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Is the Penn Visit worth to attend?

24

Replies to: Is the Penn Visit worth to attend?

  • XCchicXCchic Registered User Posts: 23 New Member
    Definitely visit the school. It could be very beneficial to your decision on going there. Sure you could talk about how great it is but you never really know what it is like till you go on the campus and get a real feel for it.
  • smallfishbigpondsmallfishbigpond Registered User Posts: 8 New Member
    I'll tell you honestly and truly: No. It makes you feel important, you make contacts and you can be very rich. But it's not a place to learn, grow and change as a person. You'd do MUCH better going to Brown if you are an interesting human being. Penn is racial segregated, people are hyper-preprofessional, if you are mildly unique then people castigate you as a hipster, the school is way too big, and the people are very, very dumb. Never thought I'd go to an Ivy League where people know so little about the world. But hey they're great at taking tests, they are rich and have contacts, and they are good at math/business/networking. But that's just my take.

    Go to Brown. I regret not transferring, but I'm working now and will be applying to go to grad school there in a couple of years.
  • PsychoDad10PsychoDad10 Registered User Posts: 1,190 Senior Member
    ^smallfish- but at least UPenn has Pari Cafe Creperie- that place had some pretty awesome crepes!
  • MadaboutxMadaboutx Registered User Posts: 1,592 Senior Member
    ^Smallfish - it is good to know that real people go to Penn. Not pretenders.
  • 45 Percenter45 Percenter Registered User Posts: 4,270 Senior Member
    I'll tell you honestly and truly: No. It makes you feel important, you make contacts and you can be very rich. But it's not a place to learn, grow and change as a person. You'd do MUCH better going to Brown if you are an interesting human being. Penn is racial segregated, people are hyper-preprofessional, if you are mildly unique then people castigate you as a hipster, the school is way too big, and the people are very, very dumb. Never thought I'd go to an Ivy League where people know so little about the world. But hey they're great at taking tests, they are rich and have contacts, and they are good at math/business/networking. But that's just my take.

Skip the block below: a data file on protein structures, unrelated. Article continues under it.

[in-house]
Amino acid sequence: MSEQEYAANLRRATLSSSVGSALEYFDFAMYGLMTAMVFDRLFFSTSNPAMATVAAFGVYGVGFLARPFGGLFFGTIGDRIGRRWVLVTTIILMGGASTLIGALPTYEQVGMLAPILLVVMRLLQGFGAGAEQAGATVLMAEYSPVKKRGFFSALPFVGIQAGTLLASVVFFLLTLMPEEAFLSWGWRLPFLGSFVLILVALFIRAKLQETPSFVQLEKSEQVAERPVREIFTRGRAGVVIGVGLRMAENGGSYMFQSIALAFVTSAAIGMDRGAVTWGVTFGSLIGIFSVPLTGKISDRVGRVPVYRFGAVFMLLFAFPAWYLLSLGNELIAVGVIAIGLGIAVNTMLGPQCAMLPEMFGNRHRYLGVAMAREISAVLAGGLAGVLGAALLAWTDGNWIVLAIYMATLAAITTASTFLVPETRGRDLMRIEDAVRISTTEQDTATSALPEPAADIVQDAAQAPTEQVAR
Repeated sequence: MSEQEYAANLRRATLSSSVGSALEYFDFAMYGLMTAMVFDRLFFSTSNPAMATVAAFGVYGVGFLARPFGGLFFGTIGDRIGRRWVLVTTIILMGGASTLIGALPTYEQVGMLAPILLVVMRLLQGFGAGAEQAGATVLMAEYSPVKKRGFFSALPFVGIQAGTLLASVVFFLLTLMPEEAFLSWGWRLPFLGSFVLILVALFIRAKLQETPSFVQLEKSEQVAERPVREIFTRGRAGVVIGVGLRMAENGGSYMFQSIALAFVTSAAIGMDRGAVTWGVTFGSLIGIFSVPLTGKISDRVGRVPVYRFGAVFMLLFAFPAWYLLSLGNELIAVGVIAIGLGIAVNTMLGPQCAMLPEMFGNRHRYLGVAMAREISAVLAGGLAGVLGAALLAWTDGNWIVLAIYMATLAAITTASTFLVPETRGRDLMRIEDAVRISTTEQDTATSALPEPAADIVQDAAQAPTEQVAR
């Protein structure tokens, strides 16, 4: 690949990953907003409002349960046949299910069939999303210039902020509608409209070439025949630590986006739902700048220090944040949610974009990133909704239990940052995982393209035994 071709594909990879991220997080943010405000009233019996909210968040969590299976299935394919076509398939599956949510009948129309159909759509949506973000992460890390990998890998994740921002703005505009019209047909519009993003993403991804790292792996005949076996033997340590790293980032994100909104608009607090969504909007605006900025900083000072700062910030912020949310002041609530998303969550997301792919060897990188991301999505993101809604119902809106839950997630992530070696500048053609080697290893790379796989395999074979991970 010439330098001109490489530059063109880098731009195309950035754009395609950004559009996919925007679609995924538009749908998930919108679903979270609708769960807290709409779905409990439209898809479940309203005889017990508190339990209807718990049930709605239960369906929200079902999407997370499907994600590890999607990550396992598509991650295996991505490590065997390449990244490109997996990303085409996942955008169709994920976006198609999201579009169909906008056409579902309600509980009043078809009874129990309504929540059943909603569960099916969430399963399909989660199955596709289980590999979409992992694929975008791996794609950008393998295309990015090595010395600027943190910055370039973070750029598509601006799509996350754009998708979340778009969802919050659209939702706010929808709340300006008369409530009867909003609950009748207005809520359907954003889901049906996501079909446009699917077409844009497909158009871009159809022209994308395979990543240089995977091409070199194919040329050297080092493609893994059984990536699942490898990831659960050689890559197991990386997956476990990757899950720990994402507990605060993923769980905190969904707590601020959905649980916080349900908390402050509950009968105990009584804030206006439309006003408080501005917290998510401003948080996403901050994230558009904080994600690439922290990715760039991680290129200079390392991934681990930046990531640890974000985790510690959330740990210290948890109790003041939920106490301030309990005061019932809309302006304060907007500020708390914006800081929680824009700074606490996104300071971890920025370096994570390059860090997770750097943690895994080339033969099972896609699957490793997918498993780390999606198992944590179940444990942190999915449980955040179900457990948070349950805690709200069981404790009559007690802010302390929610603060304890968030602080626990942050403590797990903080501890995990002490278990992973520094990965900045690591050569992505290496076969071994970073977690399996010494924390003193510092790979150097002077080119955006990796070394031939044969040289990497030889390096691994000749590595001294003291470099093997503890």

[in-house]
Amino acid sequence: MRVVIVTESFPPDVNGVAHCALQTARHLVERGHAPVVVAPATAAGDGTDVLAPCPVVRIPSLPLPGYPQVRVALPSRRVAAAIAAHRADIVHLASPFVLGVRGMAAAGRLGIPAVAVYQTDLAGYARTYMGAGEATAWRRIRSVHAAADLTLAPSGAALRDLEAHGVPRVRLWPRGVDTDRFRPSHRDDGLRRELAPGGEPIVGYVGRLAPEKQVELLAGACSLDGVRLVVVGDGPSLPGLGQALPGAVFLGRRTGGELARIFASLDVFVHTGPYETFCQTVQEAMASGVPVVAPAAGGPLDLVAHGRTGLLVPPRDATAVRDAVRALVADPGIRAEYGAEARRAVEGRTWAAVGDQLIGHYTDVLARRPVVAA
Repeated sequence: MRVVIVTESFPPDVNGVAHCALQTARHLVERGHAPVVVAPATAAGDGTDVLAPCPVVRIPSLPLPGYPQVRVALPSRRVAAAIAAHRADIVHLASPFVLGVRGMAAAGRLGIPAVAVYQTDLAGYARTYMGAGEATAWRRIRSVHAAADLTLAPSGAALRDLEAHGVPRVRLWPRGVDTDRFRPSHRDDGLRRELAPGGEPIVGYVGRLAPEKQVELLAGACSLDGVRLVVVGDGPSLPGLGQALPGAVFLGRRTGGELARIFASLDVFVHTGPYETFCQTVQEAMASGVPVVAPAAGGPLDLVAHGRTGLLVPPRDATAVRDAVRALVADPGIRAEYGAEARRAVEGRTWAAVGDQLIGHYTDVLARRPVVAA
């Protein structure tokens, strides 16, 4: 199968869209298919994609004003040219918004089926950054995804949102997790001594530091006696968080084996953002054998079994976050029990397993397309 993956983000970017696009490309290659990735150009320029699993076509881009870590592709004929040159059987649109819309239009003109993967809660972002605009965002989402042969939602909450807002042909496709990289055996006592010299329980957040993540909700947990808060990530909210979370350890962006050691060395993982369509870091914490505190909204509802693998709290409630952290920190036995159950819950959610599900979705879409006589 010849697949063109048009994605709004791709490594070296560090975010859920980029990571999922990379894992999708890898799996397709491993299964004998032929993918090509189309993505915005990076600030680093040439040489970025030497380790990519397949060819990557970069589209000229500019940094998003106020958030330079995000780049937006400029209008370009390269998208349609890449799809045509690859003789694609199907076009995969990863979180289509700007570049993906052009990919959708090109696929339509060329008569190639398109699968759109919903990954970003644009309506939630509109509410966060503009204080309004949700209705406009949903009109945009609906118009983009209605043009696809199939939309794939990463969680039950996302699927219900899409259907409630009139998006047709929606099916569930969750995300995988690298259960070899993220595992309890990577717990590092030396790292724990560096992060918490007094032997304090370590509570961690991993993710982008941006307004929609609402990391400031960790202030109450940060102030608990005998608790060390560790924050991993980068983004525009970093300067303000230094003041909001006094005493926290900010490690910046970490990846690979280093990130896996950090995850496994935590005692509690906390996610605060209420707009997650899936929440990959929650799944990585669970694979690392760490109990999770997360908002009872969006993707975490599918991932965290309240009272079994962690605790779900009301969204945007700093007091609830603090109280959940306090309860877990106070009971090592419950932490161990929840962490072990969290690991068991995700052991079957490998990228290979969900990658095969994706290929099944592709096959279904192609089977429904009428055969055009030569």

Go to Brown. I regret not transferring, but I'm working now and will be applying to go to grad school there in a couple of years.
    That's a lot of gross generalizations for a school with 10,000 undergrads (of whom almost 50% are on financial aid), many top-10 and top-20 liberal arts departments and programs, unsurpassed undergraduate research opportunities, and an abundance of cultural and intellectual extracurricular activities and organizations with something interesting happening on campus virtually every day or night of the week. Not to mention the amazing array of cultural assets and events in University City and nearby Center City.

    Assuming that you really did go to Penn, did you ever attend any of the nightly literary events at the Kelly Writers House? Check out a Philomathean Society event? Participate in or attend any of the productions of Penn's dozens (literally) of student theater and performing arts groups? Attend a Penn Humanities Forum event? Attend any of the other numerous cultural events or guest lectures on campus? Did you hang out with any of the hundreds of English, History, Anthropology, Philosophy, Sociology, Physics and Astronomy, Classical Studies, International Relations, Communication, Urban Studies, or Cinema Studies majors in the College (just to name a few of the fields with 10 or more majors in each class of the College), or did you ever discuss any of those areas with those majors?

    Sorry, but your hyperbolic stereotyping is over the top and, quite frankly, lacking in credibility.
  • cecilturtlececilturtle Registered User Posts: 197 Junior Member